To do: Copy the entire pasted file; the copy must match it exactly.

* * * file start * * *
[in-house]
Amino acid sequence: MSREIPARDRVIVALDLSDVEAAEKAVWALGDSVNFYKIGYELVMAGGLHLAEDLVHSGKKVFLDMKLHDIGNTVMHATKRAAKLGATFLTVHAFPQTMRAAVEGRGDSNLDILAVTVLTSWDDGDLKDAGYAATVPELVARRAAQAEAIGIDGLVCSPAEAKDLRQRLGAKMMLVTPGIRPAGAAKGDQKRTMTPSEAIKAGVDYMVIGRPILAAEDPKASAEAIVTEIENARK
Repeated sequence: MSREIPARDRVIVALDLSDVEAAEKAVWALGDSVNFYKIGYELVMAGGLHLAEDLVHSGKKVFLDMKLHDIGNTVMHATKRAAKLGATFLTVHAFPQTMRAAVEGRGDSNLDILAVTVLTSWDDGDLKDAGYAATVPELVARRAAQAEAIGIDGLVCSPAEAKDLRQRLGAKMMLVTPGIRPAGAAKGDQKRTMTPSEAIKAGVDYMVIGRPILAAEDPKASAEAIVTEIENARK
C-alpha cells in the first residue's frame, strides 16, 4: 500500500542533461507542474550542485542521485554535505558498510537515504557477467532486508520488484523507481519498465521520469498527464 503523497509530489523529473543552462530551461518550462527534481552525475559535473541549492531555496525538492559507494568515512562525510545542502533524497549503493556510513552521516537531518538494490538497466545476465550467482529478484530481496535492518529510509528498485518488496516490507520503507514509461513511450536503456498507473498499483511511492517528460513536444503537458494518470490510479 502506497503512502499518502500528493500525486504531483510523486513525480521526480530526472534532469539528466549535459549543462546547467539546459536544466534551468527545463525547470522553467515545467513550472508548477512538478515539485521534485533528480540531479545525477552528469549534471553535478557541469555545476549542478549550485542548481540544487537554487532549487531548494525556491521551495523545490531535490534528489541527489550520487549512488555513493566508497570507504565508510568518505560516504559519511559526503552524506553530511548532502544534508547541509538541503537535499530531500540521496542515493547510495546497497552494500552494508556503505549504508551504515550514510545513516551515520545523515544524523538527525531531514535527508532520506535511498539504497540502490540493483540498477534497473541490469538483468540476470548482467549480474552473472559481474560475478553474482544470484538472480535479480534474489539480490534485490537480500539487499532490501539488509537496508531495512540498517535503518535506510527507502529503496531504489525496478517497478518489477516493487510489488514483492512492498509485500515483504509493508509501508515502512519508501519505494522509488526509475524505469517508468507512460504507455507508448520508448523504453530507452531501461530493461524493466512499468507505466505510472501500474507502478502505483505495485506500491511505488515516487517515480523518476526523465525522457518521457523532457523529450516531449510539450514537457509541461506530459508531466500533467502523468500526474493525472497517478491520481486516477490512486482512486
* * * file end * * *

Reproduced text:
[in-house]
Amino acid sequence: MSREIPARDRVIVALDLSDVEAAEKAVWALGDSVNFYKIGYELVMAGGLHLAEDLVHSGKKVFLDMKLHDIGNTVMHATKRAAKLGATFLTVHAFPQTMRAAVEGRGDSNLDILAVTVLTSWDDGDLKDAGYAATVPELVARRAAQAEAIGIDGLVCSPAEAKDLRQRLGAKMMLVTPGIRPAGAAKGDQKRTMTPSEAIKAGVDYMVIGRPILAAEDPKASAEAIVTEIENARK
Repeated sequence: MSREIPARDRVIVALDLSDVEAAEKAVWALGDSVNFYKIGYELVMAGGLHLAEDLVHSGKKVFLDMKLHDIGNTVMHATKRAAKLGATFLTVHAFPQTMRAAVEGRGDSNLDILAVTVLTSWDDGDLKDAGYAATVPELVARRAAQAEAIGIDGLVCSPAEAKDLRQRLGAKMMLVTPGIRPAGAAKGDQKRTMTPSEAIKAGVDYMVIGRPILAAEDPKASAEAIVTEIENARK
C-alpha cells in the first residue's frame, strides 16, 4: 500500500542533461507542474550542485542521485554535505558498510537515504557477467532486508520488484523507481519498465521520469498527464 503523497509530489523529473543552462530551461518550462527534481552525475559535473541549492531555496525538492559507494568515512562525510545542502533524497549503493556510513552521516537531518538494490538497466545476465550467482529478484530481496535492518529510509528498485518488496516490507520503507514509461513511450536503456498507473498499483511511492517528460513536444503537458494518470490510479 502506497503512502499518502500528493500525486504531483510523486513525480521526480530526472534532469539528466549535459549543462546547467539546459536544466534551468527545463525547470522553467515545467513550472508548477512538478515539485521534485533528480540531479545525477552528469549534471553535478557541469555545476549542478549550485542548481540544487537554487532549487531548494525556491521551495523545490531535490534528489541527489550520487549512488555513493566508497570507504565508510568518505560516504559519511559526503552524506553530511548532502544534508547541509538541503537535499530531500540521496542515493547510495546497497552494500552494508556503505549504508551504515550514510545513516551515520545523515544524523538527525531531514535527508532520506535511498539504497540502490540493483540498477534497473541490469538483468540476470548482467549480474552473472559481474560475478553474482544470484538472480535479480534474489539480490534485490537480500539487499532490501539488509537496508531495512540498517535503518535506510527507502529503496531504489525496478517497478518489477516493487510489488514483492512492498509485500515483504509493508509501508515502512519508501519505494522509488526509475524505469517508468507512460504507455507508448520508448523504453530507452531501461530493461524493466512499468507505466505510472501500474507502478502505483505495485506500491511505488515516487517515480523518476526523465525522457518521457523532457523529450516531449510539450514537457509541461506530459508531466500533467502523468500526474493525472497517478491520481486516477490512486482512486